The plights and rights of sex workers are getting a bit of well deserved media attention at the moment, with Hackney Council imposing a nil policy on sex establishments and controversial cuts in funding for key organisations. What better time for London’s first ever Sex Worker Film Festival on Sunday 12 June, which aims to “give a voice to sex workers, whose lives are too often stereotyped and voices too often silenced.” Featuring short films and documentaries by and about sex workers, the rarely acknowledged positive side of sex work will be juxtaposed with negative issues.
Dr Heidi Hoefinger, a social researcher from the University of London, is one of the collective organising the Film Festival, and she kindly agreed to talk to us about its ambitions.
Please give us a quick summary of the Sex Worker Film Festival. In order to fight the stigma and stereotypes of the sex industry, which either victimise or demonise sex workers, we wanted to put together a programme of films and documentaries, by and about sex workers, which instead offers a more nuanced look at the diversity, contradictions and even pleasures of the industry. Specific themes include self determination and empowerment, identity, sexuality, intimacy, migration and the global movement for sex workers’ rights.
How did the Film Festival come about and who is involved? London’s First Ever Sex Worker Film Festival is organised by the Sex Worker Open University. We are a grassroots collective of sex workers, academics and allies which began in 2009, when we brought together over 200 sex workers, allies, activists, academics and visitors from the UK and abroad, to participate in discussions, workshops, actions and art exhibits over five days in venue across London. Because we encountered so many interesting films and documentaries by and about sex workers along the way, we decided to host a special screening event which would feature and celebrate some of this amazing work! All funds raised from the film festival will go towards the next Sex Worker Open University event which will take place throughout London from 12-16 October 2011 (we are currently accepting submissions; please visit the site for more info on how to submit).
What gave you the idea to create the first Sex Worker Open University? Though many of us were involved politically in other sex worker organisations and collectives both in the UK and internationally, we wanted to create a specific project which focused on the power of the arts, skills-sharing, critical debate and socializing as a means of fighting stereotypes and de-stigmatizing the industry. We wanted to share ideas, learn from each other, and ultimately empower sex workers, whilst highlighting the richness and complexity of peoples’ diverse experiences within the sex industry.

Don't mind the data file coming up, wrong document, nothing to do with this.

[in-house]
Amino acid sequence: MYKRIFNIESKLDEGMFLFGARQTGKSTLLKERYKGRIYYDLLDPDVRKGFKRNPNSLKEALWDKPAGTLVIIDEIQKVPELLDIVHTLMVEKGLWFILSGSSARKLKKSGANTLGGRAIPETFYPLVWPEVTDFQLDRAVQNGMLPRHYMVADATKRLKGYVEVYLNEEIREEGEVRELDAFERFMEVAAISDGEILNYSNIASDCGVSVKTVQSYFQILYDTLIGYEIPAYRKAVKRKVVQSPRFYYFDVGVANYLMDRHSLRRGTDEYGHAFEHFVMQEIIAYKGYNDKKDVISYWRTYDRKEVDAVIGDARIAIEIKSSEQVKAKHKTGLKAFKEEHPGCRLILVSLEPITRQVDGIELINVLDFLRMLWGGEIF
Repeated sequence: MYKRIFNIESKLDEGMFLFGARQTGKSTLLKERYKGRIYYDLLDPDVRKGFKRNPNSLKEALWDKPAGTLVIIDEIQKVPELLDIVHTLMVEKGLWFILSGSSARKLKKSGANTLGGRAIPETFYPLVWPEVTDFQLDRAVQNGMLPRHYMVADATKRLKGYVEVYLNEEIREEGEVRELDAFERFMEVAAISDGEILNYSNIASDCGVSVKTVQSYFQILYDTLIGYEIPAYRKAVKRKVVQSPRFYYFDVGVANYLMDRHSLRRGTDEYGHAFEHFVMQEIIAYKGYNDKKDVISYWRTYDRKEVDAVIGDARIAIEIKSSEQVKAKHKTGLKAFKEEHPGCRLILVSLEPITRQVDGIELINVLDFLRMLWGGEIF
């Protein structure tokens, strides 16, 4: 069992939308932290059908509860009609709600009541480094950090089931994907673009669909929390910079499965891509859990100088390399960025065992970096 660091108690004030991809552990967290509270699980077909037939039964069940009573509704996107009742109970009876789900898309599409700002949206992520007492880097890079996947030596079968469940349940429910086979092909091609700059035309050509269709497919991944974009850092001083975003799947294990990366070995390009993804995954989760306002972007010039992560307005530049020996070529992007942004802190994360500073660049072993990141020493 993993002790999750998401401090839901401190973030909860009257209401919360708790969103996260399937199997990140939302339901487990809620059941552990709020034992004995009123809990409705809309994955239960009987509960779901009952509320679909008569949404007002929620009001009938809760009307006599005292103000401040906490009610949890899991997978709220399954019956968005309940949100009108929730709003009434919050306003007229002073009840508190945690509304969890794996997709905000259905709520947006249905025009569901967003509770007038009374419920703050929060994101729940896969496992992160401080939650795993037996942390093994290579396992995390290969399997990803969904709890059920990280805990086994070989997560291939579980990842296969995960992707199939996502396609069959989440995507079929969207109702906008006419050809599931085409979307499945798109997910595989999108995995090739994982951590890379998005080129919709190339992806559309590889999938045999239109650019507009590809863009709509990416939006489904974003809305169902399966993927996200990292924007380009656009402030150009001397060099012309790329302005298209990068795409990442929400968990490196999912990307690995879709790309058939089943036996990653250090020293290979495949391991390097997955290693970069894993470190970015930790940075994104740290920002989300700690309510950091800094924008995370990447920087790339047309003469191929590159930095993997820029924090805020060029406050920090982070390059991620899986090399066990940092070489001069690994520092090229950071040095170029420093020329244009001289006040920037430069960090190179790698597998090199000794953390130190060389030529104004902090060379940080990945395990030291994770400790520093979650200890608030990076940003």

Recently there has been controversy over Hackney council’s new zero-tolerance policies on sex establishments. Is this why you chose to host the Film Festival in East London? We were, indeed, actively involved in campaigning against those policies. We participated in protests and meetings alongside the Hackney dancers, and many of our SWOU collective members, are, or used to be dancers (in other locations) as well. One of the highlights of the film festival is the first public screening of the film, Hands Off (UK 2011), directed by Winstan Whitter, which tells the story of the fight between the Hackney strip clubs and the council’s attempts to illegalize and close them down.
What are your highlights at the Film Festival? This is the first film festival of its kind in the UK! We’re featuring films from the UK, USA, Brazil, Canada, Australia, and Europe. It will be the international premier of The Street in Red (UK 2011), directed by Clare Havell and Atieh Attarzadeh, which addresses rights of sex workers to public space, and critiques moral landscapes, and the hypocrisy of anti-sex work laws purporting to make streets safer. This will be the first UK screening of Transfiction (Brazil 2007), directed by Johannes Sjoberg, which focuses on identity and discrimination in the daily lives of transgendered Brazilians living in São Paulo. It is also the first UK screening of 69 Things I Love about Sex Work (Canada 2006), directed by Isabel Hosti, which is fun piece about the pleasures of being a sex worker; and Working Girl Blues (USA 2009) which considers the pluses and minuses of many types of jobs. As stated above, it will also be the first public screening of Hands Off (UK 2011), by Winstan Whitter.
The Film Festival will certainly draw attention to some of the issues that sex workers face. What do you hope to achieve by running it? We hope to broaden people’s perspectives, and debunk some of the myths and stereotypes that plague sex work and sex workers. We hope to destigmatize the industry so an individual’s choice to work in the industry is respected and their voice is heard, and that sex work is viewed as a valid profession. This will help to stop the discrimination and break the isolation so that people can work in safer conditions.
What would you say to those who may have preconceptions or prejudices about sex workers? Sex workers are a diverse group of people, of all ages, sizes, colours, genders, classes, races, ethnicities… Sex workers are mothers, fathers, grandmothers, aunts, uncles, daughters, sons, lovers, partners, husbands and wives…Sex workers are teachers, nurses, journalists, writers, academics, performers, cultural producers, healers, therapists, youth workers, students… Sex workers are NOT victims. Sex workers are NOT criminals. And sex workers deserve rights and respect like everyone else!
The Sex Worker Film Festival will take place on Sunday 12 June, 1.15pm, at the Rio Cinema, East London.
Photo from ‘Hands Off’ courtesy of the Sex Worker Film Festival